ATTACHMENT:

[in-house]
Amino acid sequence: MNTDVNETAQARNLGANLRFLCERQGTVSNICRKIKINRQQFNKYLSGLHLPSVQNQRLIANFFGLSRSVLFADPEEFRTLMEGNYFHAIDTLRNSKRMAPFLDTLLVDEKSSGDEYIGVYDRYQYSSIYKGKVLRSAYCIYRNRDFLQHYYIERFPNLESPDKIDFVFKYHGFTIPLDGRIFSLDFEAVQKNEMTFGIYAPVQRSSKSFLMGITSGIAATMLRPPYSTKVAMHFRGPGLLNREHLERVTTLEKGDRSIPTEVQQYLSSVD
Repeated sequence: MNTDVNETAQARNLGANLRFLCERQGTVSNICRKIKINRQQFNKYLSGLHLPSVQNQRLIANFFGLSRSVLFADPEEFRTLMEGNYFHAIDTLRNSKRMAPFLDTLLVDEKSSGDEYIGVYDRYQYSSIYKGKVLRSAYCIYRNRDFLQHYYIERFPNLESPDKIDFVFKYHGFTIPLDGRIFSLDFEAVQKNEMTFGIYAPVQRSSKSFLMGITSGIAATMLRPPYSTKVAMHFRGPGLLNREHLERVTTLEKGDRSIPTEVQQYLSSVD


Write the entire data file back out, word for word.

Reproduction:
[in-house]
Amino acid sequence: MNTDVNETAQARNLGANLRFLCERQGTVSNICRKIKINRQQFNKYLSGLHLPSVQNQRLIANFFGLSRSVLFADPEEFRTLMEGNYFHAIDTLRNSKRMAPFLDTLLVDEKSSGDEYIGVYDRYQYSSIYKGKVLRSAYCIYRNRDFLQHYYIERFPNLESPDKIDFVFKYHGFTIPLDGRIFSLDFEAVQKNEMTFGIYAPVQRSSKSFLMGITSGIAATMLRPPYSTKVAMHFRGPGLLNREHLERVTTLEKGDRSIPTEVQQYLSSVD
Repeated sequence: MNTDVNETAQARNLGANLRFLCERQGTVSNICRKIKINRQQFNKYLSGLHLPSVQNQRLIANFFGLSRSVLFADPEEFRTLMEGNYFHAIDTLRNSKRMAPFLDTLLVDEKSSGDEYIGVYDRYQYSSIYKGKVLRSAYCIYRNRDFLQHYYIERFPNLESPDKIDFVFKYHGFTIPLDGRIFSLDFEAVQKNEMTFGIYAPVQRSSKSFLMGITSGIAATMLRPPYSTKVAMHFRGPGLLNREHLERVTTLEKGDRSIPTEVQQYLSSVD